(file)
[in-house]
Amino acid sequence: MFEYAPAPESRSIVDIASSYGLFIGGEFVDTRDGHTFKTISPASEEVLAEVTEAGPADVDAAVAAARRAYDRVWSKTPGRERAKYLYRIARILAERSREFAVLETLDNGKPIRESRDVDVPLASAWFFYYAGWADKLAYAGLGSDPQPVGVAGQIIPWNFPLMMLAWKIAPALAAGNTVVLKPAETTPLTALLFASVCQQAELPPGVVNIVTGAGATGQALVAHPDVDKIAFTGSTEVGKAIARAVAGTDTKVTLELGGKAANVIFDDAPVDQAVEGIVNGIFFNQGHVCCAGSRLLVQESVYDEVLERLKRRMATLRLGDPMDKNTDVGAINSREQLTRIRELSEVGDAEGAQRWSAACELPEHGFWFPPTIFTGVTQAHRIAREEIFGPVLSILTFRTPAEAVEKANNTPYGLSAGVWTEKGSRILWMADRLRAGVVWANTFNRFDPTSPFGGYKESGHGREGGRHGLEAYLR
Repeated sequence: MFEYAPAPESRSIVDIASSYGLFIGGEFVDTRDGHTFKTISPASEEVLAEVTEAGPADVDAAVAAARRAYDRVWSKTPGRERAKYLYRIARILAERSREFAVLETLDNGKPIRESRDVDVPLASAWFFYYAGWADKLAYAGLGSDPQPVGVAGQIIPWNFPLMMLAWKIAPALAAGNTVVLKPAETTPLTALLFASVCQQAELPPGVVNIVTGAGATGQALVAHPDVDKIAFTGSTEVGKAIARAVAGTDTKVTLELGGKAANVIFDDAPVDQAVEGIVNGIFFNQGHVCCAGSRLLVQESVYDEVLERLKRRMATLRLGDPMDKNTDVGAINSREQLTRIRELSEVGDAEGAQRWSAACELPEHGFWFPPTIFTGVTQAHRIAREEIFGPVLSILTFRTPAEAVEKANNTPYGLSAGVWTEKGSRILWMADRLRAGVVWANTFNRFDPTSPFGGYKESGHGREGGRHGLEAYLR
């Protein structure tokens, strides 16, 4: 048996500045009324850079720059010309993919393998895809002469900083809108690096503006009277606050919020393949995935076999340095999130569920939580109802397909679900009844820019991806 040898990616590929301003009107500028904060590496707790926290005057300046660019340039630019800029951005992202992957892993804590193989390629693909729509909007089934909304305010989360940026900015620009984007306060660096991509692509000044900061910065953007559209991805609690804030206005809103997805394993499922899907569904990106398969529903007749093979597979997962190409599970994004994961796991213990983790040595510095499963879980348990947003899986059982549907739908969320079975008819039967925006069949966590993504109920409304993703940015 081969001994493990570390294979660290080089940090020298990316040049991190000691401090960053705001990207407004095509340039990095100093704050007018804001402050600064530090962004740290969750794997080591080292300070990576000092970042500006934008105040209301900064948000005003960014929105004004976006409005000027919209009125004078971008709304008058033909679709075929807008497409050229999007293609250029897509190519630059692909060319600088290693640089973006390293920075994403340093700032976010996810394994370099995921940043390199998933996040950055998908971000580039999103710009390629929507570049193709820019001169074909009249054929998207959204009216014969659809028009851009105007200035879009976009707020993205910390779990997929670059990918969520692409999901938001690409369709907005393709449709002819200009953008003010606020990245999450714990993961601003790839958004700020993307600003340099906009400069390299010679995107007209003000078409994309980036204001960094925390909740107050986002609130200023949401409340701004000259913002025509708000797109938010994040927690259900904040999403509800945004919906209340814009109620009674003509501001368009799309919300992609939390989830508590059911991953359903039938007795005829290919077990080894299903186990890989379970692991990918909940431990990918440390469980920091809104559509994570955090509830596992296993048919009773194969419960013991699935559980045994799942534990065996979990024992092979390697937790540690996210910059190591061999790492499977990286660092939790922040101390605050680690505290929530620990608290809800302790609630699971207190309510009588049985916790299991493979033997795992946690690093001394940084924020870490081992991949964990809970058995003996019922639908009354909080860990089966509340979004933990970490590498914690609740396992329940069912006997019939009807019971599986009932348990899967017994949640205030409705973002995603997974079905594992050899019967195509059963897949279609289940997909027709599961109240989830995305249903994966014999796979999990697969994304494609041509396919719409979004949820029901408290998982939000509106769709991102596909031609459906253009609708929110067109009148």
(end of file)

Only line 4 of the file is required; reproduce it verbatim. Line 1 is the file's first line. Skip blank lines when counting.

């Protein structure tokens, strides 16, 4: 048996500045009324850079720059010309993919393998895809002469900083809108690096503006009277606050919020393949995935076999340095999130569920939580109802397909679900009844820019991806 040898990616590929301003009107500028904060590496707790926290005057300046660019340039630019800029951005992202992957892993804590193989390629693909729509909007089934909304305010989360940026900015620009984007306060660096991509692509000044900061910065953007559209991805609690804030206005809103997805394993499922899907569904990106398969529903007749093979597979997962190409599970994004994961796991213990983790040595510095499963879980348990947003899986059982549907739908969320079975008819039967925006069949966590993504109920409304993703940015 081969001994493990570390294979660290080089940090020298990316040049991190000691401090960053705001990207407004095509340039990095100093704050007018804001402050600064530090962004740290969750794997080591080292300070990576000092970042500006934008105040209301900064948000005003960014929105004004976006409005000027919209009125004078971008709304008058033909679709075929807008497409050229999007293609250029897509190519630059692909060319600088290693640089973006390293920075994403340093700032976010996810394994370099995921940043390199998933996040950055998908971000580039999103710009390629929507570049193709820019001169074909009249054929998207959204009216014969659809028009851009105007200035879009976009707020993205910390779990997929670059990918969520692409999901938001690409369709907005393709449709002819200009953008003010606020990245999450714990993961601003790839958004700020993307600003340099906009400069390299010679995107007209003000078409994309980036204001960094925390909740107050986002609130200023949401409340701004000259913002025509708000797109938010994040927690259900904040999403509800945004919906209340814009109620009674003509501001368009799309919300992609939390989830508590059911991953359903039938007795005829290919077990080894299903186990890989379970692991990918909940431990990918440390469980920091809104559509994570955090509830596992296993048919009773194969419960013991699935559980045994799942534990065996979990024992092979390697937790540690996210910059190591061999790492499977990286660092939790922040101390605050680690505290929530620990608290809800302790609630699971207190309510009588049985916790299991493979033997795992946690690093001394940084924020870490081992991949964990809970058995003996019922639908009354909080860990089966509340979004933990970490590498914690609740396992329940069912006997019939009807019971599986009932348990899967017994949640205030409705973002995603997974079905594992050899019967195509059963897949279609289940997909027709599961109240989830995305249903994966014999796979999990697969994304494609041509396919719409979004949820029901408290998982939000509106769709991102596909031609459906253009609708929110067109009148």